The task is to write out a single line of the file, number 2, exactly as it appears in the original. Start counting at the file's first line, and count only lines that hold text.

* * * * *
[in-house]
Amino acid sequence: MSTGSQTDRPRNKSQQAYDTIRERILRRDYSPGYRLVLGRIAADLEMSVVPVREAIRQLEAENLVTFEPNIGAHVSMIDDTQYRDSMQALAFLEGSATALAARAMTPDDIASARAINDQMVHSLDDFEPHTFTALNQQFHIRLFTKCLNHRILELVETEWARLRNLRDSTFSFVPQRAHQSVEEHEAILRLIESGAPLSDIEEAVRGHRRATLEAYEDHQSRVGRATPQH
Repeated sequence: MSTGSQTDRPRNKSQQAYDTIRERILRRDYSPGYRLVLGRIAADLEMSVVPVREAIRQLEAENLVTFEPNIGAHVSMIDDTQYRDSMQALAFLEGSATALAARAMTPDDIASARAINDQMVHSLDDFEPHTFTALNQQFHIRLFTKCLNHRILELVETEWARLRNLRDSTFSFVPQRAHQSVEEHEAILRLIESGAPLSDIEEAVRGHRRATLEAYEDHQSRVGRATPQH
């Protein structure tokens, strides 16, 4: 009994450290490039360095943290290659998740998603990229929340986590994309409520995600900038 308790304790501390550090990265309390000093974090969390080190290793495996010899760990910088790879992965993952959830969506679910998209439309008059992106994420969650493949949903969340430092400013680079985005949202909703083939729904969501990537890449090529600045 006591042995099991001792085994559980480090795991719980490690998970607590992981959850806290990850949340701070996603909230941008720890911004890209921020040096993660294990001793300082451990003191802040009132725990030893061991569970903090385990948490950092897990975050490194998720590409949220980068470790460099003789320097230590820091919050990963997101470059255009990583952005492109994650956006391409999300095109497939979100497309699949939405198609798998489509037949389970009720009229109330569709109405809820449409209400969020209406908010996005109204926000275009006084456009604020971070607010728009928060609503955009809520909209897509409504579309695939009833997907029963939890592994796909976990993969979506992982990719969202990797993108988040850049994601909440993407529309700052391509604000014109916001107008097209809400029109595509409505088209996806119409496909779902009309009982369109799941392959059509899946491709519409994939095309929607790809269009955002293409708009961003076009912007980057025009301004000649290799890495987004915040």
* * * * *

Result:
Amino acid sequence: MSTGSQTDRPRNKSQQAYDTIRERILRRDYSPGYRLVLGRIAADLEMSVVPVREAIRQLEAENLVTFEPNIGAHVSMIDDTQYRDSMQALAFLEGSATALAARAMTPDDIASARAINDQMVHSLDDFEPHTFTALNQQFHIRLFTKCLNHRILELVETEWARLRNLRDSTFSFVPQRAHQSVEEHEAILRLIESGAPLSDIEEAVRGHRRATLEAYEDHQSRVGRATPQH